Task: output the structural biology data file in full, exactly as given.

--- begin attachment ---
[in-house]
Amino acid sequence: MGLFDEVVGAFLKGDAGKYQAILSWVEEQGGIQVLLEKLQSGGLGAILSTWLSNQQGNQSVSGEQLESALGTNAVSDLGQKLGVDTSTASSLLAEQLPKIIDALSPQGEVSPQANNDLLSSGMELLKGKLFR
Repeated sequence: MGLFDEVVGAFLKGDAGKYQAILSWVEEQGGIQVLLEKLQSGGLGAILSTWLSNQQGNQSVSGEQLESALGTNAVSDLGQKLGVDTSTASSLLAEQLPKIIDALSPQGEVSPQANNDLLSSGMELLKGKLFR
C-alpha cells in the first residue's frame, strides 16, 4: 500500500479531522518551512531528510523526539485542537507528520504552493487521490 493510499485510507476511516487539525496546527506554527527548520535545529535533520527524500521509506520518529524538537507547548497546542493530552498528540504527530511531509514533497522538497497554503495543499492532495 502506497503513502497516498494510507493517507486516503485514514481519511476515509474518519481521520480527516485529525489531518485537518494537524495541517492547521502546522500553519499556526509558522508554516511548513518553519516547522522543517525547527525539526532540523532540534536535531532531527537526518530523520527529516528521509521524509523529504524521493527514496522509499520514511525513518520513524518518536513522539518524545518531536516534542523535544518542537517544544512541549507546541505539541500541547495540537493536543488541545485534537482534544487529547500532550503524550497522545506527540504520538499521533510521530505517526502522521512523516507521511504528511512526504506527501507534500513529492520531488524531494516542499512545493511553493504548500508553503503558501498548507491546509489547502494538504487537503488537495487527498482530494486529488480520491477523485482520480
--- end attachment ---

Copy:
[in-house]
Amino acid sequence: MGLFDEVVGAFLKGDAGKYQAILSWVEEQGGIQVLLEKLQSGGLGAILSTWLSNQQGNQSVSGEQLESALGTNAVSDLGQKLGVDTSTASSLLAEQLPKIIDALSPQGEVSPQANNDLLSSGMELLKGKLFR
Repeated sequence: MGLFDEVVGAFLKGDAGKYQAILSWVEEQGGIQVLLEKLQSGGLGAILSTWLSNQQGNQSVSGEQLESALGTNAVSDLGQKLGVDTSTASSLLAEQLPKIIDALSPQGEVSPQANNDLLSSGMELLKGKLFR
C-alpha cells in the first residue's frame, strides 16, 4: 500500500479531522518551512531528510523526539485542537507528520504552493487521490 493510499485510507476511516487539525496546527506554527527548520535545529535533520527524500521509506520518529524538537507547548497546542493530552498528540504527530511531509514533497522538497497554503495543499492532495 502506497503513502497516498494510507493517507486516503485514514481519511476515509474518519481521520480527516485529525489531518485537518494537524495541517492547521502546522500553519499556526509558522508554516511548513518553519516547522522543517525547527525539526532540523532540534536535531532531527537526518530523520527529516528521509521524509523529504524521493527514496522509499520514511525513518520513524518518536513522539518524545518531536516534542523535544518542537517544544512541549507546541505539541500541547495540537493536543488541545485534537482534544487529547500532550503524550497522545506527540504520538499521533510521530505517526502522521512523516507521511504528511512526504506527501507534500513529492520531488524531494516542499512545493511553493504548500508553503503558501498548507491546509489547502494538504487537503488537495487527498482530494486529488480520491477523485482520480